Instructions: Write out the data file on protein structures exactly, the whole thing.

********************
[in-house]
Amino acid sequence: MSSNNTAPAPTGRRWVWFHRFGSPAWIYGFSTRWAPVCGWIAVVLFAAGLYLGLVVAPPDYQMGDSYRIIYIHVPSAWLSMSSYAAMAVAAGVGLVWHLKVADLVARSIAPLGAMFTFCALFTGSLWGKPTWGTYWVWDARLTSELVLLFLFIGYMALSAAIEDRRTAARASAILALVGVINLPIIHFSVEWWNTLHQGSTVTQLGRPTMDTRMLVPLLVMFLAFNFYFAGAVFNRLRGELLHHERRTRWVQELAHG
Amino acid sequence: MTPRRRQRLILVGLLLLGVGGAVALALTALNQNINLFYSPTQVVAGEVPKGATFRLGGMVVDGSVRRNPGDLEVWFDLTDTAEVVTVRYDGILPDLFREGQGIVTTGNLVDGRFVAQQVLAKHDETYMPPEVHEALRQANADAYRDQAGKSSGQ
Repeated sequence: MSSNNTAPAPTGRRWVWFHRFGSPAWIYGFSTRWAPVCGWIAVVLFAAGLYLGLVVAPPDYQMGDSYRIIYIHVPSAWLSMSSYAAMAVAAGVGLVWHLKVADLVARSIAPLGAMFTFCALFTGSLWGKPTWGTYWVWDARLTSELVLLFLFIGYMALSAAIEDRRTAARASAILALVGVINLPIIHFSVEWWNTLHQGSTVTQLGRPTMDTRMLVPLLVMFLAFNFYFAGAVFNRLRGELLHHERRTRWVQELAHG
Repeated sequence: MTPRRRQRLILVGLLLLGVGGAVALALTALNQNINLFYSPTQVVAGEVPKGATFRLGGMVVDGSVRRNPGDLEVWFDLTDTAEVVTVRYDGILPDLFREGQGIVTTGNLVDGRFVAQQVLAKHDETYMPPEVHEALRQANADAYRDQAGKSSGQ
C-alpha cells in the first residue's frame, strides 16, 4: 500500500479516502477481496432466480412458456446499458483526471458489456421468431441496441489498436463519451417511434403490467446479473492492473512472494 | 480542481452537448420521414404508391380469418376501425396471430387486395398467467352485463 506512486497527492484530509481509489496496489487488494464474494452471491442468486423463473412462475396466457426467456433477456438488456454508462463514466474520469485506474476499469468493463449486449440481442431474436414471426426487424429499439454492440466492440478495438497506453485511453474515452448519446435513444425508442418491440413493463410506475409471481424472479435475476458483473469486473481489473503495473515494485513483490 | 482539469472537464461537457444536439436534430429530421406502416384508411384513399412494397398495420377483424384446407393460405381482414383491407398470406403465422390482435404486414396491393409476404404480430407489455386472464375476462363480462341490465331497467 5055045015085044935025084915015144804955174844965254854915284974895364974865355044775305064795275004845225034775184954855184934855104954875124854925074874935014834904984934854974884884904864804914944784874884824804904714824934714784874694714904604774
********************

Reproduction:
[in-house]
Amino acid sequence: MSSNNTAPAPTGRRWVWFHRFGSPAWIYGFSTRWAPVCGWIAVVLFAAGLYLGLVVAPPDYQMGDSYRIIYIHVPSAWLSMSSYAAMAVAAGVGLVWHLKVADLVARSIAPLGAMFTFCALFTGSLWGKPTWGTYWVWDARLTSELVLLFLFIGYMALSAAIEDRRTAARASAILALVGVINLPIIHFSVEWWNTLHQGSTVTQLGRPTMDTRMLVPLLVMFLAFNFYFAGAVFNRLRGELLHHERRTRWVQELAHG
Amino acid sequence: MTPRRRQRLILVGLLLLGVGGAVALALTALNQNINLFYSPTQVVAGEVPKGATFRLGGMVVDGSVRRNPGDLEVWFDLTDTAEVVTVRYDGILPDLFREGQGIVTTGNLVDGRFVAQQVLAKHDETYMPPEVHEALRQANADAYRDQAGKSSGQ
Repeated sequence: MSSNNTAPAPTGRRWVWFHRFGSPAWIYGFSTRWAPVCGWIAVVLFAAGLYLGLVVAPPDYQMGDSYRIIYIHVPSAWLSMSSYAAMAVAAGVGLVWHLKVADLVARSIAPLGAMFTFCALFTGSLWGKPTWGTYWVWDARLTSELVLLFLFIGYMALSAAIEDRRTAARASAILALVGVINLPIIHFSVEWWNTLHQGSTVTQLGRPTMDTRMLVPLLVMFLAFNFYFAGAVFNRLRGELLHHERRTRWVQELAHG
Repeated sequence: MTPRRRQRLILVGLLLLGVGGAVALALTALNQNINLFYSPTQVVAGEVPKGATFRLGGMVVDGSVRRNPGDLEVWFDLTDTAEVVTVRYDGILPDLFREGQGIVTTGNLVDGRFVAQQVLAKHDETYMPPEVHEALRQANADAYRDQAGKSSGQ
C-alpha cells in the first residue's frame, strides 16, 4: 500500500479516502477481496432466480412458456446499458483526471458489456421468431441496441489498436463519451417511434403490467446479473492492473512472494 | 480542481452537448420521414404508391380469418376501425396471430387486395398467467352485463 506512486497527492484530509481509489496496489487488494464474494452471491442468486423463473412462475396466457426467456433477456438488456454508462463514466474520469485506474476499469468493463449486449440481442431474436414471426426487424429499439454492440466492440478495438497506453485511453474515452448519446435513444425508442418491440413493463410506475409471481424472479435475476458483473469486473481489473503495473515494485513483490 | 482539469472537464461537457444536439436534430429530421406502416384508411384513399412494397398495420377483424384446407393460405381482414383491407398470406403465422390482435404486414396491393409476404404480430407489455386472464375476462363480462341490465331497467 5055045015085044935025084915015144804955174844965254854915284974895364974865355044775305064795275004845225034775184954855184934855104954875124854925074874935014834904984934854974884884904864804914944784874884824804904714824934714784874694714904604774